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Becoming Parents a Second Time Around

October 25, 2010
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After raising four children, the last thing Jacklyn Laird expected was to return to full-time parenting. Yet that's what happened eight years ago when she became the primary caregiver for her four grandchildren.

The Reseda resident had hoped to save for her retirement. But, instead, she struggles to make ends meet to care for her son's children, whose ages range from 10 to 16 years. "I worry about the same things that parents in their 20s and 30s worry about - the only difference is, I worry about what will happen if something happens to me."

Laird is among a growing number of grandparents who are raising children because their parents are not in their lives. A recent report from Pew Social Research found that the number of children living with their grandparents slowly rose over the last decade, but increased sharply from 2007 to 2008.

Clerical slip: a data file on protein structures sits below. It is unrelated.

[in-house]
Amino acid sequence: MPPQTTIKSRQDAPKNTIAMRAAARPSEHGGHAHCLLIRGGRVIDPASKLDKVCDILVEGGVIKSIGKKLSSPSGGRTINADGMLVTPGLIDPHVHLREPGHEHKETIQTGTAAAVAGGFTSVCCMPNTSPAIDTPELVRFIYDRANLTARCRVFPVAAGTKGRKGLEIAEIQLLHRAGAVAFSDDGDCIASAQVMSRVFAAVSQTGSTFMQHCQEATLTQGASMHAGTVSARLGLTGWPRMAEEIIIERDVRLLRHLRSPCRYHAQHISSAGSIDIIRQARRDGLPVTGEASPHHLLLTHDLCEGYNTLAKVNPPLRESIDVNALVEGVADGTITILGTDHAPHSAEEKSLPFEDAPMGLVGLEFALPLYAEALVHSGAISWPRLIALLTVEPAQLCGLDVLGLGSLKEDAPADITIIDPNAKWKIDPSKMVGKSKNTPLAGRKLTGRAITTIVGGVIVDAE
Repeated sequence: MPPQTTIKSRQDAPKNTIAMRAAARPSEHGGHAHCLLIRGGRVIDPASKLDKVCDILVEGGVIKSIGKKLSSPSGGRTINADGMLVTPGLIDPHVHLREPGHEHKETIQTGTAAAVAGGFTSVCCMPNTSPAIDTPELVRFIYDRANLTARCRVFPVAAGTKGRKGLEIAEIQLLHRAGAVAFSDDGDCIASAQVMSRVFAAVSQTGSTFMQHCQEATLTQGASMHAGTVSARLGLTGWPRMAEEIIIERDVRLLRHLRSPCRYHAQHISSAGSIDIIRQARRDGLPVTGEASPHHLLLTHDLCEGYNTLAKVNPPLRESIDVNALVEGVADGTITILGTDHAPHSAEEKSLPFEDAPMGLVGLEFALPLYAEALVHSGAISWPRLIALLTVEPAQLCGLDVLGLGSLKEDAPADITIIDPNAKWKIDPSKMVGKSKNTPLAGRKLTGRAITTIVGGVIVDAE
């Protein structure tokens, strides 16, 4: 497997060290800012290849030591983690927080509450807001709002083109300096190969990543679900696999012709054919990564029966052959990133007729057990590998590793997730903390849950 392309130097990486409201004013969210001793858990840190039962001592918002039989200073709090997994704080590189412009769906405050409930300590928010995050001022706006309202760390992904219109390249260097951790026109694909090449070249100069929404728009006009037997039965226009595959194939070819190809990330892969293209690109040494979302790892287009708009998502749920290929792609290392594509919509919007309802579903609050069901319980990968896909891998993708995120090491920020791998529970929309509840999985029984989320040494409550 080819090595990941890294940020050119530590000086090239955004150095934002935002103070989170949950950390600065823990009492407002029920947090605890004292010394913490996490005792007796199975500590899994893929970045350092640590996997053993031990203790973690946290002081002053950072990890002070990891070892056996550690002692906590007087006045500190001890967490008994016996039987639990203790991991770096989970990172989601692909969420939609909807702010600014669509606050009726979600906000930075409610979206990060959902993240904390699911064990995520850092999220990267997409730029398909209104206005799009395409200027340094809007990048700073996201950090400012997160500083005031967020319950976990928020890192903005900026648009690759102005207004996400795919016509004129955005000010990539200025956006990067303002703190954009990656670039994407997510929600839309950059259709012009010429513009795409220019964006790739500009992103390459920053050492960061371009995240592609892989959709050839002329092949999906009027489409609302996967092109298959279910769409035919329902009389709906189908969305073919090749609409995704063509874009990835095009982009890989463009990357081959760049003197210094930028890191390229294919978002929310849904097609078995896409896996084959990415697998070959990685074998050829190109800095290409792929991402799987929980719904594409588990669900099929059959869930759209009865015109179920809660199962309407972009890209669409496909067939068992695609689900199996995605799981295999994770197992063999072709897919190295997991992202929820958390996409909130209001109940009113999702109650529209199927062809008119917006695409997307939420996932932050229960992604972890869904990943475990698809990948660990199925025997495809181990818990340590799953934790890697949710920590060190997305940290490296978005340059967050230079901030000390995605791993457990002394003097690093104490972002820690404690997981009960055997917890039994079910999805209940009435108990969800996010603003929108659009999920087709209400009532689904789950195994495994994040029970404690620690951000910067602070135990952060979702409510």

According to U.S. Census data, there were 2.5 million grandparents nationwide responsible for most of their grandchildren's basic needs in 2007. In Los Angeles County, there were nearly 90,000 grandparents as caregivers, based on 2000 Census data, and that number is expected to grow significantly when 2010 figures are released.

"There's no question the number of grandparents as caregivers is increasing," said Madelyn Gordon, executive director of Grandparents As Parents, a Canoga Park-based, nonprofit organization that provides programs and services for grandparents and other relatives raising at-risk children. "There are currently 17,000 children in foster care in L.A. County with at least half being raised by relatives."

Most of the 1,000 families GAP serves in the Los Angeles area have at-risk children with an average age of 0 to 5 years. Gordon cites drugs and incarceration as the main reasons grandparents return to full-time parenting. More recently, the weak economy has also had an impact.

GAP's services, which include weekly support groups in English and Spanish and crisis counseling and advocacy, are a lifeline to many, including Laird. "After seven years of feeling like I was plunging down a cliff, I found GAP and learned I can get through this because I'm not alone," she said.

For more information about GAP, call 818-264-0880 or go to

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